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Docs Say No to Airport Scans

 By Edward Martin 

The feds claim airport scanners pose little to no risk when used properly, and a new study backs them up.

Almost.

Researchers from U.C. San Francisco say the amount of radiation delivered by the airport scanners is equivalent to the normal background radiation absorbed by the body in any given three-to-nine-minute period.

But the researchers also wrote in the Archives of Internal Medicine that they have no idea what could happen if the machines aren’t working right–and since the feds refuse to allow thorough independent testing, don’t expect any answers on that anytime soon.

And when you consider that the feds can’t even keep air traffic controllers awake, you just have to wonder how we can possibly rely on them to make sure these precision devices are calibrated and functioning properly amidst heavy daily use.

They can’t even agree on who’s responsible for scanner safety!

Last year, the TSA claimed that the Food and Drug Administration, the U.S. Army Public Health Command, the Johns Hopkins Applied Physics Laboratory and the Health Physics Society would all play a role in ensuring the safety of the machines.

But when AOL News contacted those agencies, they all denied responsibility.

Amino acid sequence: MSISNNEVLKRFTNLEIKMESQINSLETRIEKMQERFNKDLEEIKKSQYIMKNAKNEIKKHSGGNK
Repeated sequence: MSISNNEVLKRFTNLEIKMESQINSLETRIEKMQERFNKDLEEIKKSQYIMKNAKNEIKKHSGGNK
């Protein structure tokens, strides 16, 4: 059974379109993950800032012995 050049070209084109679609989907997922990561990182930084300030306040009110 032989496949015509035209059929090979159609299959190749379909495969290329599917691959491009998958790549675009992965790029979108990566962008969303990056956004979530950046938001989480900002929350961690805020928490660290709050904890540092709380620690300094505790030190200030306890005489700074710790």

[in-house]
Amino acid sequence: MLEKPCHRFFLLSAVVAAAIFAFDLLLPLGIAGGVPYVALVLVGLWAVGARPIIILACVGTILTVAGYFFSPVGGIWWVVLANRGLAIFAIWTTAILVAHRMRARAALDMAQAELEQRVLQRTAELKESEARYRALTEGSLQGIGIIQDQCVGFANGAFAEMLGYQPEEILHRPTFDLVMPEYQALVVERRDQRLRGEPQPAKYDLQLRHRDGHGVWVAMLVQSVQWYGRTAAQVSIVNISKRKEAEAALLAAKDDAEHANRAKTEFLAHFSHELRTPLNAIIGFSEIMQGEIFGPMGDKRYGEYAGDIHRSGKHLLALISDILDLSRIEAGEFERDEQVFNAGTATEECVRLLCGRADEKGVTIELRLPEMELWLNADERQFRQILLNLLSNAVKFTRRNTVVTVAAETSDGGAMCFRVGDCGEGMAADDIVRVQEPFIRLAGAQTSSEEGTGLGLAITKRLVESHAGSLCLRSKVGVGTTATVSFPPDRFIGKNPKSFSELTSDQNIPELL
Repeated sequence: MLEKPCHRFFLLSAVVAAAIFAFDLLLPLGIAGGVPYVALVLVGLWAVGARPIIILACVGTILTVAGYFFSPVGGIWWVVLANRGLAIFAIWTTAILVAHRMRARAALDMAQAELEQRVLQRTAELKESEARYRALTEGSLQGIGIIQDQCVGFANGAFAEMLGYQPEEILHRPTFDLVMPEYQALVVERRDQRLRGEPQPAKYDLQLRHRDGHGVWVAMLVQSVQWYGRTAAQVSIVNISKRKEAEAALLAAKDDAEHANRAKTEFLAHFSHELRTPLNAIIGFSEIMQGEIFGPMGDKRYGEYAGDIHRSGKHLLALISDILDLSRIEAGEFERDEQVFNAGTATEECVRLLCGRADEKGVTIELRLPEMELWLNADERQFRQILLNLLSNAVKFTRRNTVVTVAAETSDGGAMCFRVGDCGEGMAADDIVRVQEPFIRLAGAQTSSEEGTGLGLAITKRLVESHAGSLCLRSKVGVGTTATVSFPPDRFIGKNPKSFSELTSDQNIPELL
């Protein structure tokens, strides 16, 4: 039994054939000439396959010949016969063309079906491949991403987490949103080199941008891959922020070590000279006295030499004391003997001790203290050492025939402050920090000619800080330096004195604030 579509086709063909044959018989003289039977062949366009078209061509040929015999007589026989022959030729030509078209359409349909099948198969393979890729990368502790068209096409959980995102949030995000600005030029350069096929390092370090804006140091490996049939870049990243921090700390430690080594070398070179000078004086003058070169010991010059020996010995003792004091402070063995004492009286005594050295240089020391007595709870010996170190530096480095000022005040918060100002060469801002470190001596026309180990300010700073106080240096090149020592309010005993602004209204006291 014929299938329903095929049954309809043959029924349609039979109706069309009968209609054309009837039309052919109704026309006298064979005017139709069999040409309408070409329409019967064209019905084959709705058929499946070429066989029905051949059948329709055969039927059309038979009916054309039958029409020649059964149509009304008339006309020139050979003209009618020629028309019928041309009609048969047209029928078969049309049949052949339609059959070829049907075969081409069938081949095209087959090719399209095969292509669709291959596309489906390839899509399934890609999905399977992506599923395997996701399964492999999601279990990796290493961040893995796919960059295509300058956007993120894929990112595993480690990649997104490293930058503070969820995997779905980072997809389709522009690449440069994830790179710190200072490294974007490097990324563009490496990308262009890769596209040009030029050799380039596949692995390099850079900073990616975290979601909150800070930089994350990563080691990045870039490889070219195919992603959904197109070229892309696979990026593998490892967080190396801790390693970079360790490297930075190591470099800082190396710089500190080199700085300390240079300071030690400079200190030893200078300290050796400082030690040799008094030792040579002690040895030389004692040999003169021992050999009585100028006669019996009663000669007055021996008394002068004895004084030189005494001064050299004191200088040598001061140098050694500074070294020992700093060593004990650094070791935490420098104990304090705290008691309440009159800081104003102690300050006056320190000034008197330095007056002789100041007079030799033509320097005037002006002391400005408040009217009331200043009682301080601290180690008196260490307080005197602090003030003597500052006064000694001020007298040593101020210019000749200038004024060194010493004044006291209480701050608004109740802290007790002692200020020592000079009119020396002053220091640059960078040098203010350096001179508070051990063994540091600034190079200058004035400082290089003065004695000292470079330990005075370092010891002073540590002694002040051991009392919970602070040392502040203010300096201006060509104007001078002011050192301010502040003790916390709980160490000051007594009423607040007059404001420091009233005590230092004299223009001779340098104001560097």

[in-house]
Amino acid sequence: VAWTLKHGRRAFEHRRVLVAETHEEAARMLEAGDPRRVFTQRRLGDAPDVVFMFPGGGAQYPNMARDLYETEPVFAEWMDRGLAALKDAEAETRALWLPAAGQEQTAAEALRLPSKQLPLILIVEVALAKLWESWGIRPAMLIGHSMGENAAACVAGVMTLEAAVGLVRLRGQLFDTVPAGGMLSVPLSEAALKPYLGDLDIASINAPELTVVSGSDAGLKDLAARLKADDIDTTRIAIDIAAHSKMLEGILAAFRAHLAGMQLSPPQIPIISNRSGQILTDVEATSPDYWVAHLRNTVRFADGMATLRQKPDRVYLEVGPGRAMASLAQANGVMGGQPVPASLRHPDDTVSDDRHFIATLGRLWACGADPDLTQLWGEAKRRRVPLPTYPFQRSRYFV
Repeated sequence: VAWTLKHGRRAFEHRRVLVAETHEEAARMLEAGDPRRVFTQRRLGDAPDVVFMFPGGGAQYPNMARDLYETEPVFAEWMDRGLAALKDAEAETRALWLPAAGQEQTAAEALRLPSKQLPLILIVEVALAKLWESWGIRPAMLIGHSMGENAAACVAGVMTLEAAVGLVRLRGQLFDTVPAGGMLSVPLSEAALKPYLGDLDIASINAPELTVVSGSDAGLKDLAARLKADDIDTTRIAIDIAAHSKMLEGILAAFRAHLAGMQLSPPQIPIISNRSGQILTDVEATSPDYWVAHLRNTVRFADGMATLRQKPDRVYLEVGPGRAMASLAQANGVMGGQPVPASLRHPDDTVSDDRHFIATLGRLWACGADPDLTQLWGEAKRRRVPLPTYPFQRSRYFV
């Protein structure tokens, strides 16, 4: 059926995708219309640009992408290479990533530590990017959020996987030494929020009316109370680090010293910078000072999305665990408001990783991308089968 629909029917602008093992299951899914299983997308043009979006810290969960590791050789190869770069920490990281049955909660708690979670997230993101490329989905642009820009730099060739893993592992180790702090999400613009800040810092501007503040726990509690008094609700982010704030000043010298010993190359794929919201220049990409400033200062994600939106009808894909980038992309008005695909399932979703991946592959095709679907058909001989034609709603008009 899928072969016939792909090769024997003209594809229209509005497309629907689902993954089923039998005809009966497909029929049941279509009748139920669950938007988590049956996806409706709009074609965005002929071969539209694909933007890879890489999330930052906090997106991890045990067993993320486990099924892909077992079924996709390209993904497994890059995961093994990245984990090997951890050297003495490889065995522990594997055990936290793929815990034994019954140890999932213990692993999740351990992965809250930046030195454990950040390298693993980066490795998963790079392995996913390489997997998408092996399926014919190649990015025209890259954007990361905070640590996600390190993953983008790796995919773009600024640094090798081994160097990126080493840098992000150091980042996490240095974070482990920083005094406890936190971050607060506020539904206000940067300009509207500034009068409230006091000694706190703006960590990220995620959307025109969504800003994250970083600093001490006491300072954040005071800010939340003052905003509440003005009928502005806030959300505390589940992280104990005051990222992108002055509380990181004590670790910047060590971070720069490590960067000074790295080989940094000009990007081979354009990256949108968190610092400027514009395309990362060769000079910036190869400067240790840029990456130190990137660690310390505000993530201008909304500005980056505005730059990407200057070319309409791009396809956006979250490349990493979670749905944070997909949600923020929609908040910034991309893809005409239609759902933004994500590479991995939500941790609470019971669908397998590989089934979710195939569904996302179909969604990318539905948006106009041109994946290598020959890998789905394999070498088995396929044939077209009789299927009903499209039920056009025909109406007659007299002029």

It’s enough to make even the most trusting traveler think twice before stepping inside a full-body scanner–and if you’re one of them, you’re not alone. Some leading doctors and cancer experts say there’s no way in heck they’ll get zapped.

“USA Today did a piece on how badly TSA maintained their X-ray equipment for carryon bags, and this gave me little confidence,” Dr. Otis Brawley, chief medical officer of the American Cancer Society, told CNN.com.

Dr. Brawley is hardly a radical–and the American Cancer Society is not exactly known for taking extreme positions (although I’d be thrilled if they did).

And he’s not the only one there who won’t get scanned.

“This is a total body scan–not a dental or chest X-ray,” Dr. Len Lichtenfeld, the organization’s Deputy Chief Medical Officer, told the news network. “Total body radiation is not something I find very comforting based on my medical knowledge.”

And that’s the real concern–because even if the machines are functioning properly and delivering only the “very low” levels of radiation detected in the new study, that doesn’t make them safe.

All the research in the world won’t change the fact that any radiation has the potential can increase your cancer risk–and that means the only safe levels of exposure are none at all.